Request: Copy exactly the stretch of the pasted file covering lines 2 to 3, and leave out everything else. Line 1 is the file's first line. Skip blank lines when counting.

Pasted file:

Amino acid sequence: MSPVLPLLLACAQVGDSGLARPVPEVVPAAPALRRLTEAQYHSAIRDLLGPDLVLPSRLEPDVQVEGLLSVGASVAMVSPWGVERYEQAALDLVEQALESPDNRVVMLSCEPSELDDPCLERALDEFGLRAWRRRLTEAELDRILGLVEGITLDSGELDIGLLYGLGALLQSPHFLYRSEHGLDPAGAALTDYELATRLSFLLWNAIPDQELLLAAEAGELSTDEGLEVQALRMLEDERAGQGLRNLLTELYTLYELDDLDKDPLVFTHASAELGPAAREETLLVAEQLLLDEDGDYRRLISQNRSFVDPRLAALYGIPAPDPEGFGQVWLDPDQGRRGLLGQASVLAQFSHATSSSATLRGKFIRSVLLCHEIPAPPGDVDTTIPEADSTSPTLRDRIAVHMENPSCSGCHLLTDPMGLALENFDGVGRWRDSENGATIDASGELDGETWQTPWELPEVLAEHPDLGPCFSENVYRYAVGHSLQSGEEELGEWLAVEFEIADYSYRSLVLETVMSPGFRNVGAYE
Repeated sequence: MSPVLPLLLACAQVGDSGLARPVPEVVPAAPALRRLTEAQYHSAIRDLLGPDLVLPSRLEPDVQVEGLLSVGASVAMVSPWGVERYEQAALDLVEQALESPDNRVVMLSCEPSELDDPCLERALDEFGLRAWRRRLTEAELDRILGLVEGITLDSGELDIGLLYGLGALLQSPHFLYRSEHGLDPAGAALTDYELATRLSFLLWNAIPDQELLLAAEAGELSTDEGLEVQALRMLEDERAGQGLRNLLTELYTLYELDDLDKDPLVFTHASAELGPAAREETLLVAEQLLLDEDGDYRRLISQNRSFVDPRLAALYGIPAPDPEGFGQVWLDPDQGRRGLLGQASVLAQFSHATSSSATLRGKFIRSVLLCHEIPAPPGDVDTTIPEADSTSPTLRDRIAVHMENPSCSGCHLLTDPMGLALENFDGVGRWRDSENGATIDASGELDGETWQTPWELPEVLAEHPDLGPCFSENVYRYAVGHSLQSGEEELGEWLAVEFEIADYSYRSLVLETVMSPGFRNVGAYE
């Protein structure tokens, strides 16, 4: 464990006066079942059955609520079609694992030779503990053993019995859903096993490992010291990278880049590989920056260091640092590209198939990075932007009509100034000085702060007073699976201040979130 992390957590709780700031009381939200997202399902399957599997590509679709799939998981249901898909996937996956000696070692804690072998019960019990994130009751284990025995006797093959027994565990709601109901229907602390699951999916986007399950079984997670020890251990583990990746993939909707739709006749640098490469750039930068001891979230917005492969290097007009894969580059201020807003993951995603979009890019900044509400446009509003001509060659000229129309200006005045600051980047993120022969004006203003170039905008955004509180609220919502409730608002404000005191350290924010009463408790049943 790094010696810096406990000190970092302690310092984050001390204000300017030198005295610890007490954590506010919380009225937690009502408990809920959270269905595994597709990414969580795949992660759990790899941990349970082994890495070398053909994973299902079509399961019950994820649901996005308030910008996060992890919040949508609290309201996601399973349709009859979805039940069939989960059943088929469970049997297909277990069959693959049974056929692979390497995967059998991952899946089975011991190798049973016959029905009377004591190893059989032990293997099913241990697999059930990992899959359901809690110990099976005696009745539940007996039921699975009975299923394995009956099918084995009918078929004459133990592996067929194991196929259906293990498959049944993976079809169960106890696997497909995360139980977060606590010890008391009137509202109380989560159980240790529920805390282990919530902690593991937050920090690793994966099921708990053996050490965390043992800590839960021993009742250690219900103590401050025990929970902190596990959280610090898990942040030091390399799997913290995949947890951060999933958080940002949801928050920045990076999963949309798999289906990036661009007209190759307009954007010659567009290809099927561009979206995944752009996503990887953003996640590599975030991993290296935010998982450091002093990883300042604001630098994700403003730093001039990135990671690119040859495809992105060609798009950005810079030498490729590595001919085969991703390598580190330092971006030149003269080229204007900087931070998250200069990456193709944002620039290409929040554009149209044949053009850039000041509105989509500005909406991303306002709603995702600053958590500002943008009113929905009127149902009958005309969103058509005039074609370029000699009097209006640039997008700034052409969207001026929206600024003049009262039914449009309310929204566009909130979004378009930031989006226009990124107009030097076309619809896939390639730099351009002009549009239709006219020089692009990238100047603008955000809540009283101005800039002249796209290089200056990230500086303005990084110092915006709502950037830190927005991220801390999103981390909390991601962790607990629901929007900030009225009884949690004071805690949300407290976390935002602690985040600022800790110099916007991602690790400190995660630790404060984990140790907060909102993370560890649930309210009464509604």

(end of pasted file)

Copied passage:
Repeated sequence: MSPVLPLLLACAQVGDSGLARPVPEVVPAAPALRRLTEAQYHSAIRDLLGPDLVLPSRLEPDVQVEGLLSVGASVAMVSPWGVERYEQAALDLVEQALESPDNRVVMLSCEPSELDDPCLERALDEFGLRAWRRRLTEAELDRILGLVEGITLDSGELDIGLLYGLGALLQSPHFLYRSEHGLDPAGAALTDYELATRLSFLLWNAIPDQELLLAAEAGELSTDEGLEVQALRMLEDERAGQGLRNLLTELYTLYELDDLDKDPLVFTHASAELGPAAREETLLVAEQLLLDEDGDYRRLISQNRSFVDPRLAALYGIPAPDPEGFGQVWLDPDQGRRGLLGQASVLAQFSHATSSSATLRGKFIRSVLLCHEIPAPPGDVDTTIPEADSTSPTLRDRIAVHMENPSCSGCHLLTDPMGLALENFDGVGRWRDSENGATIDASGELDGETWQTPWELPEVLAEHPDLGPCFSENVYRYAVGHSLQSGEEELGEWLAVEFEIADYSYRSLVLETVMSPGFRNVGAYE
């Protein structure tokens, strides 16, 4: 464990006066079942059955609520079609694992030779503990053993019995859903096993490992010291990278880049590989920056260091640092590209198939990075932007009509100034000085702060007073699976201040979130 992390957590709780700031009381939200997202399902399957599997590509679709799939998981249901898909996937996956000696070692804690072998019960019990994130009751284990025995006797093959027994565990709601109901229907602390699951999916986007399950079984997670020890251990583990990746993939909707739709006749640098490469750039930068001891979230917005492969290097007009894969580059201020807003993951995603979009890019900044509400446009509003001509060659000229129309200006005045600051980047993120022969004006203003170039905008955004509180609220919502409730608002404000005191350290924010009463408790049943 790094010696810096406990000190970092302690310092984050001390204000300017030198005295610890007490954590506010919380009225937690009502408990809920959270269905595994597709990414969580795949992660759990790899941990349970082994890495070398053909994973299902079509399961019950994820649901996005308030910008996060992890919040949508609290309201996601399973349709009859979805039940069939989960059943088929469970049997297909277990069959693959049974056929692979390497995967059998991952899946089975011991190798049973016959029905009377004591190893059989032990293997099913241990697999059930990992899959359901809690110990099976005696009745539940007996039921699975009975299923394995009956099918084995009918078929004459133990592996067929194991196929259906293990498959049944993976079809169960106890696997497909995360139980977060606590010890008391009137509202109380989560159980240790529920805390282990919530902690593991937050920090690793994966099921708990053996050490965390043992800590839960021993009742250690219900103590401050025990929970902190596990959280610090898990942040030091390399799997913290995949947890951060999933958080940002949801928050920045990076999963949309798999289906990036661009007209190759307009954007010659567009290809099927561009979206995944752009996503990887953003996640590599975030991993290296935010998982450091002093990883300042604001630098994700403003730093001039990135990671690119040859495809992105060609798009950005810079030498490729590595001919085969991703390598580190330092971006030149003269080229204007900087931070998250200069990456193709944002620039290409929040554009149209044949053009850039000041509105989509500005909406991303306002709603995702600053958590500002943008009113929905009127149902009958005309969103058509005039074609370029000699009097209006640039997008700034052409969207001026929206600024003049009262039914449009309310929204566009909130979004378009930031989006226009990124107009030097076309619809896939390639730099351009002009549009239709006219020089692009990238100047603008955000809540009283101005800039002249796209290089200056990230500086303005990084110092915006709502950037830190927005991220801390999103981390909390991601962790607990629901929007900030009225009884949690004071805690949300407290976390935002602690985040600022800790110099916007991602690790400190995660630790404060984990140790907060909102993370560890649930309210009464509604």